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- CLIMBING PLANTS - 3/27 -


height, yet this never occurred up the whole length of the pole; the points of insertion forming, as might have been expected, an irregular spire. Any irregularity in the pole entirely destroyed the regularity of position of the leaves. From casual inspection, it appeared to me that the opposite leaves of Thunbergia alata were arranged in lines up the sticks round which they had twined; accordingly, I raised a dozen plants, and gave them sticks of various thicknesses, as well as string, to twine round; and in this case one alone out of the dozen had its leaves arranged in a perpendicular line: I conclude, therefore, Palm's statement is not quite accurate.

The leaves of different twining-plants are arranged on the stem (before it has twined) alternately, or oppositely, or in a spire. In the latter case the line of insertion of the leaves and the course of the revolutions coincide. This fact has been well shown by Dutrochet, {14} who found different individuals of Solanum dulcamara twining in opposite directions, and these had their leaves in each case spirally arranged in the same direction. A dense whorl of many leaves would apparently be incommodious for a twining plant, and some authors assert that none have their leaves thus arranged; but a twining Siphomeris has whorls of three leaves.

If a stick which has arrested a revolving shoot, but has not as yet been encircled, be suddenly taken away, the shoot generally springs forward, showing that it was pressing with some force against the stick. After a shoot has wound round a stick, if this be withdrawn, it retains for a time its spiral form; it then straightens itself, and again commences to revolve. The long, much-inclined shoot of the Ceropegia previously alluded to offered some curious peculiarities. The lower and older internodes, which continued to revolve, were incapable, on repeated trials, of twining round a thin stick; showing that, although the power of movement was retained, this was not sufficient to enable the plant to twine. I then moved the stick to a greater distance, so that it was struck by a point 2.5 inches from the extremity of the penultimate internode; and it was then neatly encircled by this part of the penultimate and by the ultimate internode. After leaving the spirally wound shoot for eleven hours, I quietly withdrew the stick, and in the course of the day the curled portion straightened itself and recommenced revolving; but the lower and not curled portion of the penultimate internode did not move, a sort of hinge separating the moving and the motionless part of the same internode. After a few days, however, I found that this lower part had likewise recovered its revolving power. These several facts show that the power of movement is not immediately lost in the arrested portion of a revolving shoot; and that after being temporarily lost it can be recovered. When a shoot has remained for a considerable time round a support, it permanently retains its spiral form even when the support is removed.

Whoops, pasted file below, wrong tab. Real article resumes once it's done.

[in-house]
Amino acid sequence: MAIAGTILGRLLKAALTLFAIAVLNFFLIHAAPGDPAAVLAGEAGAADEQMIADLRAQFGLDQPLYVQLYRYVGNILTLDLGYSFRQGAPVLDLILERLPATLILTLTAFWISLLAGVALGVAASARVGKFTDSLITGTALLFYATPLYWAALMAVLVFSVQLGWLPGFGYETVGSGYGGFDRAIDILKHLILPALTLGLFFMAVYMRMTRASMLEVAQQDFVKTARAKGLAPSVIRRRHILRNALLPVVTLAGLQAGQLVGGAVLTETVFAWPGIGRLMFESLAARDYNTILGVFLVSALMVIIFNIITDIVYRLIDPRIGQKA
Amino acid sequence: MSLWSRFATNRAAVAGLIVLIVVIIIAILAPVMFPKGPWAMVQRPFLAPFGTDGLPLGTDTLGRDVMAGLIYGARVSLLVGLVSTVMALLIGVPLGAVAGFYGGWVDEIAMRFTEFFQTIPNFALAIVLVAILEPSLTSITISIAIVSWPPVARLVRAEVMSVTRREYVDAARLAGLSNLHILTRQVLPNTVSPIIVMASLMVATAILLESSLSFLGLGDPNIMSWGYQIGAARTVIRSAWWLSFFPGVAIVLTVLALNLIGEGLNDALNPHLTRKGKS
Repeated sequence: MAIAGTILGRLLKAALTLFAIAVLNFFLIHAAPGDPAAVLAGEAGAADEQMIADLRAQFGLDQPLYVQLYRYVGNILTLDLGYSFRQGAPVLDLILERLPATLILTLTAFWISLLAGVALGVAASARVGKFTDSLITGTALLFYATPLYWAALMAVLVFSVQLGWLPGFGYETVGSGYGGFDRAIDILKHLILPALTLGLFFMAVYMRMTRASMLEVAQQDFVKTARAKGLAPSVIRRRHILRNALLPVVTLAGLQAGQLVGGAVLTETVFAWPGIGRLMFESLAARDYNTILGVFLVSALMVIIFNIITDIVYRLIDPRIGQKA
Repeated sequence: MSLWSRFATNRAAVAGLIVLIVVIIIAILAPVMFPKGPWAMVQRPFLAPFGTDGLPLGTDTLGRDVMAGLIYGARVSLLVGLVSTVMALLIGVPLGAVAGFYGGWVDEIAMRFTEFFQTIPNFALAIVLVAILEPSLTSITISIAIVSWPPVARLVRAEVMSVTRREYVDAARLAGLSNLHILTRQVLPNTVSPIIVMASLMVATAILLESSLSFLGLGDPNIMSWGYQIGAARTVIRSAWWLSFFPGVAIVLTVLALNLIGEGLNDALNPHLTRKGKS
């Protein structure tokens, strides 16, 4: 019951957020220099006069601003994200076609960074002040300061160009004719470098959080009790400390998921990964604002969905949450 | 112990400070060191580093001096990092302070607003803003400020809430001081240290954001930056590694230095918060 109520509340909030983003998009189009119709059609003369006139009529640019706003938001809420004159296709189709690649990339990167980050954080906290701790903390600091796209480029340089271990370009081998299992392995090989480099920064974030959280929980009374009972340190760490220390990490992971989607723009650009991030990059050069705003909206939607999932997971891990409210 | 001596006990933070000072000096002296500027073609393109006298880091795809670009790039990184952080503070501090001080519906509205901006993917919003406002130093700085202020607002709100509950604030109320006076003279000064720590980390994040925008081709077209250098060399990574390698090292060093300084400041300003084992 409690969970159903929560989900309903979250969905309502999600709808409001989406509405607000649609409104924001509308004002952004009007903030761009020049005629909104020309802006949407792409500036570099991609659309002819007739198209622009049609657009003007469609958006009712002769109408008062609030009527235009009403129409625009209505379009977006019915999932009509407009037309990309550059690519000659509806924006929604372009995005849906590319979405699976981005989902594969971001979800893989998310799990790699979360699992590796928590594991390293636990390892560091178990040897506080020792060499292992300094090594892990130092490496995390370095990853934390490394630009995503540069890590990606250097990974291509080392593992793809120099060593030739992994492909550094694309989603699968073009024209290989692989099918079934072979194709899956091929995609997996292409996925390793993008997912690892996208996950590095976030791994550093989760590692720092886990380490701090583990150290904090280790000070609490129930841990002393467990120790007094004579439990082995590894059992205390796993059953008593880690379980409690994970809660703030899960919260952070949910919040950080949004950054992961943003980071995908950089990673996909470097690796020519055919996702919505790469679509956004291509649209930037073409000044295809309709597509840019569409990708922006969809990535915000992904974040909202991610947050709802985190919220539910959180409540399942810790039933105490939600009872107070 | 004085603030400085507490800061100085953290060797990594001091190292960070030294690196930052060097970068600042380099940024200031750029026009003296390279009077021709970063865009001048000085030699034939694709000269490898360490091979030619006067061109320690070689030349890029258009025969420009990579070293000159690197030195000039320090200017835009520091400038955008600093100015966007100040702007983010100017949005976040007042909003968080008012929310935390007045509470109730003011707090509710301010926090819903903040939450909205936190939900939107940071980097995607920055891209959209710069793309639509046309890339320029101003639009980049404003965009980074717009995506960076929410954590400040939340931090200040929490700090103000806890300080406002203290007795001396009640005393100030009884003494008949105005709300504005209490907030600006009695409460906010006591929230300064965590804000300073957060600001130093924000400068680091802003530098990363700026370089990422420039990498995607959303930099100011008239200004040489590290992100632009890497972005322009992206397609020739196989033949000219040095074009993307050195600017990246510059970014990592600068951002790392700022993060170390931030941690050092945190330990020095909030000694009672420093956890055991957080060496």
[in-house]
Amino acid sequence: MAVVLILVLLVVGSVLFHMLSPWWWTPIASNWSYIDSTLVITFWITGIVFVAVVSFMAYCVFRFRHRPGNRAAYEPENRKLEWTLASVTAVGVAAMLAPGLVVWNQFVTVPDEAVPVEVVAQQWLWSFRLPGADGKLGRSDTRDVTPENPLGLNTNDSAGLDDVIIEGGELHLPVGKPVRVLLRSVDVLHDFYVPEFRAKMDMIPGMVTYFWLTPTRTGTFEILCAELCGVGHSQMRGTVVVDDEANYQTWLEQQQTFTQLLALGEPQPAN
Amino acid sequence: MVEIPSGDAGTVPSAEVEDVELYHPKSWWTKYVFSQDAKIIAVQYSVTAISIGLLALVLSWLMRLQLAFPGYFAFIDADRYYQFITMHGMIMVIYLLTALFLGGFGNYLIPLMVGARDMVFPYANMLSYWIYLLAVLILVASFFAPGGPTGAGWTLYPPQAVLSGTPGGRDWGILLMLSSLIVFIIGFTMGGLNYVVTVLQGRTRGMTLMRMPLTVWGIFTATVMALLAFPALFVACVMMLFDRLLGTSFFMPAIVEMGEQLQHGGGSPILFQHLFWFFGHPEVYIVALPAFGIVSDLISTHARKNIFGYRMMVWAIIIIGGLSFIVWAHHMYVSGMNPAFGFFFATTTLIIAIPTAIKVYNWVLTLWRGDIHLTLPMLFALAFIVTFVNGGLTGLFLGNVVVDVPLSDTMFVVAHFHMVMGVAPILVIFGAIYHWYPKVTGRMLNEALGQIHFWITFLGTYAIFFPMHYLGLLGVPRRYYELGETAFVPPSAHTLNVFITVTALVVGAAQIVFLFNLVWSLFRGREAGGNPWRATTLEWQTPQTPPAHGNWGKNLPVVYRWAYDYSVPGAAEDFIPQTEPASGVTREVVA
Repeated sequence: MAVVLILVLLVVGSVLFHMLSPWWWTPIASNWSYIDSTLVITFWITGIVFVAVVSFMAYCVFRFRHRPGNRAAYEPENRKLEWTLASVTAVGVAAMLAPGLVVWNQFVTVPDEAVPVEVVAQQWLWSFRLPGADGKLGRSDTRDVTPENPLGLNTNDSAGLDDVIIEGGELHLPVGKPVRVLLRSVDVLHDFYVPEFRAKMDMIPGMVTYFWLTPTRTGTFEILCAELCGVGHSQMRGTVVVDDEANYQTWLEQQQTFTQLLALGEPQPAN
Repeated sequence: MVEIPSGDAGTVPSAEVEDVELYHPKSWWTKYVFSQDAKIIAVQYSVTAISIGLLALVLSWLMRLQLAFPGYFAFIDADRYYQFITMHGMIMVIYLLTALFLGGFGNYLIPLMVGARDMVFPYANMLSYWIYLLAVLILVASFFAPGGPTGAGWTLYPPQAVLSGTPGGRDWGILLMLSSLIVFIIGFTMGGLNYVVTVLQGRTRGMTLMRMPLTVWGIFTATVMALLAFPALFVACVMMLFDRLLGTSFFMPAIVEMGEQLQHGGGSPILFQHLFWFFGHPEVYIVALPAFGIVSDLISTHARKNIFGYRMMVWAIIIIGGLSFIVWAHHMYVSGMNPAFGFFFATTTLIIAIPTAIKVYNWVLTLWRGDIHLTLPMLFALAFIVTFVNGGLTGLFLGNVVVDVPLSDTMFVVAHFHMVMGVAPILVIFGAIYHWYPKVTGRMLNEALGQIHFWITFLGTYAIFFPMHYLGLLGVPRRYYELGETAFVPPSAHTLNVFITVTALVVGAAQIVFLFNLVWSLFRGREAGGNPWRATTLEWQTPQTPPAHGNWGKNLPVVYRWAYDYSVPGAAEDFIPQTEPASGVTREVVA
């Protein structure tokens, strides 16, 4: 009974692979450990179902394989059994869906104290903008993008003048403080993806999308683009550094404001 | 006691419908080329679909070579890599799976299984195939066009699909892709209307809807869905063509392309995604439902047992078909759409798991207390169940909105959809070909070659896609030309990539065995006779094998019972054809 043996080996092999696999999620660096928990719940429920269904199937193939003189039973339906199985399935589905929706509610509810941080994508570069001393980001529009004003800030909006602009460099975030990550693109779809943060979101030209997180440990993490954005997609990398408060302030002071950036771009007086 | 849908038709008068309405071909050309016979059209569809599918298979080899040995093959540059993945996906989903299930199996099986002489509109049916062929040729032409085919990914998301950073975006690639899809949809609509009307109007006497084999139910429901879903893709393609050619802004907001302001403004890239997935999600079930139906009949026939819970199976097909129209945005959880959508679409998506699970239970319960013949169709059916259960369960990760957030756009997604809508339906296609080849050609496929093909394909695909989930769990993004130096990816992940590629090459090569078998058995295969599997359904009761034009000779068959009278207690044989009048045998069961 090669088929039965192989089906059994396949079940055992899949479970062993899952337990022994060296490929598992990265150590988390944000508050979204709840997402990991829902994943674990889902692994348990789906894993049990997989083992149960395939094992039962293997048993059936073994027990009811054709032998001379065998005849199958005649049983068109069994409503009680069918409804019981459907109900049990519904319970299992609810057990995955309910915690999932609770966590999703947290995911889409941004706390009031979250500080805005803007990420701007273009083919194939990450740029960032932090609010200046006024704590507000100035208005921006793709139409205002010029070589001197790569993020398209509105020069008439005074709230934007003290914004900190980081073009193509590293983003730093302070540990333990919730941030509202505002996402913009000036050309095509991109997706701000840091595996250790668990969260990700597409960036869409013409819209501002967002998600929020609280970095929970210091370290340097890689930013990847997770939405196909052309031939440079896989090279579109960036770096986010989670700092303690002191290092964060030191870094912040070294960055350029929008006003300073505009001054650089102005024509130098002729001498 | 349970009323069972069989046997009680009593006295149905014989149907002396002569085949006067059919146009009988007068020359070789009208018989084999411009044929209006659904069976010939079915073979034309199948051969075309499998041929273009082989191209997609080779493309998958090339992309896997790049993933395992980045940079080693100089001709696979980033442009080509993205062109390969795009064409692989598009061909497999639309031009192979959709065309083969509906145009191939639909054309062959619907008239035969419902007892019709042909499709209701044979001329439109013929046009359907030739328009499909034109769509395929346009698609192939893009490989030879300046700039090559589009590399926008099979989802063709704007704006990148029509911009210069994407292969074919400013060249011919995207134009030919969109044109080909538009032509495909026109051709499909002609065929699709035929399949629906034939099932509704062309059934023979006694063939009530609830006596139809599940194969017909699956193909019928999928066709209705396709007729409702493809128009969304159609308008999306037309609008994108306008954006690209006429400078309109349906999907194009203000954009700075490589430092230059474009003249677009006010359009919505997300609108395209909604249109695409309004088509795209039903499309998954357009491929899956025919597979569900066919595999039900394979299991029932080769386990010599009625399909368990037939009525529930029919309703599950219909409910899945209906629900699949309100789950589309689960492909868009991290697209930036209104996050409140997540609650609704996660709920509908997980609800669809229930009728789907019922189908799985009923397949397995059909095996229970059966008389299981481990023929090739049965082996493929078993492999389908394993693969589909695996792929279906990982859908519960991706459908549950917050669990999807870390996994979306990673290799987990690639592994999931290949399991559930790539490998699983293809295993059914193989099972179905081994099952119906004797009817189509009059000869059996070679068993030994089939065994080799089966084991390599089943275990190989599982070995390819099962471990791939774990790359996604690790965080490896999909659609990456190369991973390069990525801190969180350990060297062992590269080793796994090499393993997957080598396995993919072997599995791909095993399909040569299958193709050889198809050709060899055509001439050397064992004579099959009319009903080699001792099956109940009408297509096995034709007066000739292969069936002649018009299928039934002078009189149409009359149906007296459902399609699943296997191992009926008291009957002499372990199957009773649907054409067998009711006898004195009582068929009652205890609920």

When a tall stick was placed so as to arrest the lower and rigid internodes of the Ceropegia, at the distance at first of 15 and then of 21 inches from the centre of revolution, the straight shoot slowly and gradually slid up the stick, so as to become more and more highly inclined, but did not pass over the summit. Then, after an interval sufficient to have allowed of a semi-revolution, the shoot suddenly bounded from the stick and fell over to the opposite side or point of the compass, and reassumed its previous slight inclination. It now recommenced revolving in its usual course, so that after a semi- revolution it again came into contact with the stick, again slid up it, and again bounded from it and fell over to the opposite side. This movement of the shoot had a very odd appearance, as if it were disgusted with its failure but was resolved to try again. We shall, I think, understand this movement by considering the former illustration of the sapling, in which the growing surface was supposed to creep round from the northern by the western to the southern face; and thence back again by the eastern to the northern face, successively bowing the sapling in all directions. Now with the Ceropegia, the stick being placed to the south of the shoot and in contact with it, as soon as the circulatory growth reached the western surface, no effect would be produced, except that the shoot would be pressed firmly against the stick. But as soon as growth on the southern surface began, the shoot would be slowly dragged with a sliding movement up the stick; and then, as soon as the eastern growth commenced, the shoot would be drawn from the stick, and its weight coinciding with the effects of the changed surface of growth, would cause it suddenly to fall to the opposite side, reassuming its previous slight inclination; and the ordinary revolving movement would then go on as before. I have described this curious case with some care, because it first led me to understand the order in which, as I then thought, the surfaces contracted; but in which, as we now know from Sachs and II. de Vries, they grow for a time rapidly, thus causing the shoot to bow towards the opposite side.